In 2002 when Dorcas Masika was three months old, her mother noticed that she had difficulty breathing and was “wheezing”.
Now 20 years old, Dorcas narrates that being the sixth born in her family, her mother was quite familiar with the symptoms. Her mother, father and elder siblings often experienced them.
“In the hospital, my mother narrated all the signs I was experiencing and after thorough checkups, I was diagnosed with asthma,” Dorcas narrates. “Since my parents and siblings all had the same condition, the doctor explained that it was hereditary.”
According to Dr Justus M Simba, Consultant Respiratory Pediatrician at Mama Lucy Kibaki Hospital, asthma is a chronic inflammatory airway condition that presents with symptoms and signs that vary over time and intensity, meaning that there is a long time swelling inside the breathing air pipes that worsens and recovers at time.
“It occurs when individuals with the ‘right’ genes interact with certain environmental factors. For example, those born in an environment with air pollution are at an increased risk, so you are more likely to find more individuals with asthma in the urban areas compared to the rural areas,” Dr Simba says.
No single cause
“In addition to that, other environmental factors that have been associated with asthma include certain viruses, mould, smoke, diet poor in antioxidants among others. Growing up in farm areas is thought to be largely protective, and in fact, there is a theory referred to as the hygiene hypothesis that basically prepositions those not allowed to interact with certain ‘dirt’ are more likely to end up with asthma. In short, asthma is not a condition with a single cause,” Dr Simba says.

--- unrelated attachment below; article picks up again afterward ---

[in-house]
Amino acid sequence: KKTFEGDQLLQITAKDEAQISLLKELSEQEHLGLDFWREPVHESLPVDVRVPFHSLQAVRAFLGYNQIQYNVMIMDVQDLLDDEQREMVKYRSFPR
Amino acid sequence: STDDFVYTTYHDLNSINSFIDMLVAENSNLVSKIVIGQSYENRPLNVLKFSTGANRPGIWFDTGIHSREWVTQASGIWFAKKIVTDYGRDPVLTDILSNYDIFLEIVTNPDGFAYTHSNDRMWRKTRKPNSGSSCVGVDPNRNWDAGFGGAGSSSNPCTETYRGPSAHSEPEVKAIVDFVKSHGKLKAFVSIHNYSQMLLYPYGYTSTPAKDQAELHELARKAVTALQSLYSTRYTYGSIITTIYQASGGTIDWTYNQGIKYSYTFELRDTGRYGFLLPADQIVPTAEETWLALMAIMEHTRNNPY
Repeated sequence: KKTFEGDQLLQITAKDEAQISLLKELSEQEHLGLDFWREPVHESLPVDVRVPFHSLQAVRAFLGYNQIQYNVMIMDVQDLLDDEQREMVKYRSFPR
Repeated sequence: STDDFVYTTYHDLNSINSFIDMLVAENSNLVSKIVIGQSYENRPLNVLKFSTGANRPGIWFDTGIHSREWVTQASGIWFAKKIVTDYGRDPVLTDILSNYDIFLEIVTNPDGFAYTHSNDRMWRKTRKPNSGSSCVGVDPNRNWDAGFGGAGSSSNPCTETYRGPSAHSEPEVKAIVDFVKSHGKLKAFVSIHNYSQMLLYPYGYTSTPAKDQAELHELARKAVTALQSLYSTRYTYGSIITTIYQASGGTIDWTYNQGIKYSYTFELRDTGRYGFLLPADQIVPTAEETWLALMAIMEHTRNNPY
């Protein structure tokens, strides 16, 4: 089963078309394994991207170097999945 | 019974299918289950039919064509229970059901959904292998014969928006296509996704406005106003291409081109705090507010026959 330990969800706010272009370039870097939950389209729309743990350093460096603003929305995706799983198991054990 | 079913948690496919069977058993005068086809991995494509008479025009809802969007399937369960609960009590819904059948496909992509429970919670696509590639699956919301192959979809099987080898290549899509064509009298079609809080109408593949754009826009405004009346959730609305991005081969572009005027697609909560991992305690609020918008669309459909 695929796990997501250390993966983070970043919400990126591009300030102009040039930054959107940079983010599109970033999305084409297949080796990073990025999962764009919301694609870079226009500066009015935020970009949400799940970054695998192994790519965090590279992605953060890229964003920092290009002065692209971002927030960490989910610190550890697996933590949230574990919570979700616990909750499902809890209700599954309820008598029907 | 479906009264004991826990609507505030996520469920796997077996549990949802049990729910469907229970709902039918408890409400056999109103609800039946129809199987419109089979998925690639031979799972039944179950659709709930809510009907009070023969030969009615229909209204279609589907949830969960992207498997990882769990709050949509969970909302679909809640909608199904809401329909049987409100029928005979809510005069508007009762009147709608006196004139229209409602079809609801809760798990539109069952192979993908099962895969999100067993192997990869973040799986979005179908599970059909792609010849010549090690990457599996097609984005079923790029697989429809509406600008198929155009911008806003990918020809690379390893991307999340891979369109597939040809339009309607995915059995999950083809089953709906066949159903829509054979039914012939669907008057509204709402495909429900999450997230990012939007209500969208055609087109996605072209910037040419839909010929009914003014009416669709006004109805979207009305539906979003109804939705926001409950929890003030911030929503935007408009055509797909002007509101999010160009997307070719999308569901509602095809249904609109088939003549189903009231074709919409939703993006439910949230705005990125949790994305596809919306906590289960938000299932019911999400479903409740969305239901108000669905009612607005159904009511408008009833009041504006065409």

Dr Simba explains why asthma runs in a family in reference to Dorcas’s case. “Certain genes make individuals more likely to have asthma. Families that have a history of eczema (atopic dermatitis), food allergy or allergic rhinitis are likely to carry these genes,” he says.
“Individuals who develop asthma during childhood are more likely to be those who belong to this type of asthma that runs in families. It is important to note that not all asthma is allergic, thus you may not have had any family members with asthma and still end up with it,” Dr Simba says.
According to the World Health Organization (WHO), symptoms of asthma can vary from person to person but according to Dr Simba, this respiratory disease is associated with four main symptoms that is wheezing, difficulty in breathing and chest pain/chest tightness.
“By far, the most common symptom is having a cough. Characteristically, this cough occurs at night, especially a cough that is likely to wake up a child after midnight,” Dr Simba says.
According to WHO, asthma affects 235 million people globally. It often starts in childhood but can occur for the first time at any age.
In 2017, the global incidence of Asthma was estimated to be 43.7 million new cases per year and, in the same year, it caused 490,000 deaths caused by this respiratory disease.
“In Kenya, it’s estimated that about 7.5 per cent of the Kenyan population, or nearly 4 million people, have asthma. It has been observed to be more prevalent in urban as opposed to rural areas, however, it is currently unclear if this difference persists,” says Dr Joseph Aluoch, Consultant Pulmonologist at The Nairobi Hospital.
Growing up, Dorcas says she learnt to manage the condition. Upon diagnosis, she was given an inhaler that would help her recover in case of an asthma attack.
“I refer it as my artificial lungs to date” Dorcas says. “Asthma is a lifelong condition so I have learned to live with it. Like any child, I went to school still managing the condition but one day I got a severe asthma attack and I was hospitalised, that is when I found out that I had severe asthma,” Dorcas says.